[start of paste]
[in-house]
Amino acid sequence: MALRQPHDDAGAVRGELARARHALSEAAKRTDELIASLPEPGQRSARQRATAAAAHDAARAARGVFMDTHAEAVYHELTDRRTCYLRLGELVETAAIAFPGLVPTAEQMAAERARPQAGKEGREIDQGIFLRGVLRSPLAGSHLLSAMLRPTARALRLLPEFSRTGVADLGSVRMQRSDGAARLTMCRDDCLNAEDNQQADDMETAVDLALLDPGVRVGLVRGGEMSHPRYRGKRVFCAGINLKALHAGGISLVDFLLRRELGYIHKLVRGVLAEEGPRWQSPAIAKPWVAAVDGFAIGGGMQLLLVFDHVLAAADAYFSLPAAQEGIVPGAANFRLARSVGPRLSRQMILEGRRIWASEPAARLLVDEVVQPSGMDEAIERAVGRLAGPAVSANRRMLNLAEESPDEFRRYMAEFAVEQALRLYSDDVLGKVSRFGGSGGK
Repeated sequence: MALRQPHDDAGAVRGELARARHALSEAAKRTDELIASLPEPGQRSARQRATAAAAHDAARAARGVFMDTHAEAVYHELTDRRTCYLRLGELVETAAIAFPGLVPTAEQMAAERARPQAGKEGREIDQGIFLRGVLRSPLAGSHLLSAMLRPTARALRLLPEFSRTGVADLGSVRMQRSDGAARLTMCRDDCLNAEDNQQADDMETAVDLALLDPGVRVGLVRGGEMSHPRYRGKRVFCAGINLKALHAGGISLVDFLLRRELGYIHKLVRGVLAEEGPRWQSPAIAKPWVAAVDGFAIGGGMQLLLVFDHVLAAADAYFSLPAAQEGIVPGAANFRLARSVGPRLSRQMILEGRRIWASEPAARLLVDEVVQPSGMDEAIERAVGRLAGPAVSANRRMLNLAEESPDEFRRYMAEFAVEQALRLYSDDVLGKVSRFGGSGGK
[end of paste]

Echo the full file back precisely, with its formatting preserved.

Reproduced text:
[in-house]
Amino acid sequence: MALRQPHDDAGAVRGELARARHALSEAAKRTDELIASLPEPGQRSARQRATAAAAHDAARAARGVFMDTHAEAVYHELTDRRTCYLRLGELVETAAIAFPGLVPTAEQMAAERARPQAGKEGREIDQGIFLRGVLRSPLAGSHLLSAMLRPTARALRLLPEFSRTGVADLGSVRMQRSDGAARLTMCRDDCLNAEDNQQADDMETAVDLALLDPGVRVGLVRGGEMSHPRYRGKRVFCAGINLKALHAGGISLVDFLLRRELGYIHKLVRGVLAEEGPRWQSPAIAKPWVAAVDGFAIGGGMQLLLVFDHVLAAADAYFSLPAAQEGIVPGAANFRLARSVGPRLSRQMILEGRRIWASEPAARLLVDEVVQPSGMDEAIERAVGRLAGPAVSANRRMLNLAEESPDEFRRYMAEFAVEQALRLYSDDVLGKVSRFGGSGGK
Repeated sequence: MALRQPHDDAGAVRGELARARHALSEAAKRTDELIASLPEPGQRSARQRATAAAAHDAARAARGVFMDTHAEAVYHELTDRRTCYLRLGELVETAAIAFPGLVPTAEQMAAERARPQAGKEGREIDQGIFLRGVLRSPLAGSHLLSAMLRPTARALRLLPEFSRTGVADLGSVRMQRSDGAARLTMCRDDCLNAEDNQQADDMETAVDLALLDPGVRVGLVRGGEMSHPRYRGKRVFCAGINLKALHAGGISLVDFLLRRELGYIHKLVRGVLAEEGPRWQSPAIAKPWVAAVDGFAIGGGMQLLLVFDHVLAAADAYFSLPAAQEGIVPGAANFRLARSVGPRLSRQMILEGRRIWASEPAARLLVDEVVQPSGMDEAIERAVGRLAGPAVSANRRMLNLAEESPDEFRRYMAEFAVEQALRLYSDDVLGKVSRFGGSGGK